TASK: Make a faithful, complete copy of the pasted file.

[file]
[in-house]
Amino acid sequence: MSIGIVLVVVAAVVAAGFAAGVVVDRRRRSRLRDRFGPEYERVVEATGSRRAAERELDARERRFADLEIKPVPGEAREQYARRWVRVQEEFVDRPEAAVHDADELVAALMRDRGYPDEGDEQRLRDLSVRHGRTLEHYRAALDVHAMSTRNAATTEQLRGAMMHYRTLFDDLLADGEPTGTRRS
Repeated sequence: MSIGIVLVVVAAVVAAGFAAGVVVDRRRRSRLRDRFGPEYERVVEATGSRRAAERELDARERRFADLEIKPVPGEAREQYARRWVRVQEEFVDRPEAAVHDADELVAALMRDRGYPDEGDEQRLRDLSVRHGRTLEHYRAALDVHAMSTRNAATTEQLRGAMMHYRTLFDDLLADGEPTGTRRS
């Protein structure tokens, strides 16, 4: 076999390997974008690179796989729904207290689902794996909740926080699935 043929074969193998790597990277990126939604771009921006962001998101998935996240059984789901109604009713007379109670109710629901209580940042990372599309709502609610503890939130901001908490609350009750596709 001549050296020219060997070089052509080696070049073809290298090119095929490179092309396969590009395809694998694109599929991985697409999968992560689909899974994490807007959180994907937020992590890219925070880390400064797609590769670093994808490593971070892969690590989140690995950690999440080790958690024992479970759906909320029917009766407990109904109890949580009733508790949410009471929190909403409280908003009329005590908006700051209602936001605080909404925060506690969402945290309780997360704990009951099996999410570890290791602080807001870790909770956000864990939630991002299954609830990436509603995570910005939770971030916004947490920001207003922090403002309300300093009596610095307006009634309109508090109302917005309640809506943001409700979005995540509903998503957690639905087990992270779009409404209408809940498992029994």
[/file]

[in-house]
Amino acid sequence: MSIGIVLVVVAAVVAAGFAAGVVVDRRRRSRLRDRFGPEYERVVEATGSRRAAERELDARERRFADLEIKPVPGEAREQYARRWVRVQEEFVDRPEAAVHDADELVAALMRDRGYPDEGDEQRLRDLSVRHGRTLEHYRAALDVHAMSTRNAATTEQLRGAMMHYRTLFDDLLADGEPTGTRRS
Repeated sequence: MSIGIVLVVVAAVVAAGFAAGVVVDRRRRSRLRDRFGPEYERVVEATGSRRAAERELDARERRFADLEIKPVPGEAREQYARRWVRVQEEFVDRPEAAVHDADELVAALMRDRGYPDEGDEQRLRDLSVRHGRTLEHYRAALDVHAMSTRNAATTEQLRGAMMHYRTLFDDLLADGEPTGTRRS
């Protein structure tokens, strides 16, 4: 076999390997974008690179796989729904207290689902794996909740926080699935 043929074969193998790597990277990126939604771009921006962001998101998935996240059984789901109604009713007379109670109710629901209580940042990372599309709502609610503890939130901001908490609350009750596709 001549050296020219060997070089052509080696070049073809290298090119095929490179092309396969590009395809694998694109599929991985697409999968992560689909899974994490807007959180994907937020992590890219925070880390400064797609590769670093994808490593971070892969690590989140690995950690999440080790958690024992479970759906909320029917009766407990109904109890949580009733508790949410009471929190909403409280908003009329005590908006700051209602936001605080909404925060506690969402945290309780997360704990009951099996999410570890290791602080807001870790909770956000864990939630991002299954609830990436509603995570910005939770971030916004947490920001207003922090403002309300300093009596610095307006009634309109508090109302917005309640809506943001409700979005995540509903998503957690639905087990992270779009409404209408809940498992029994």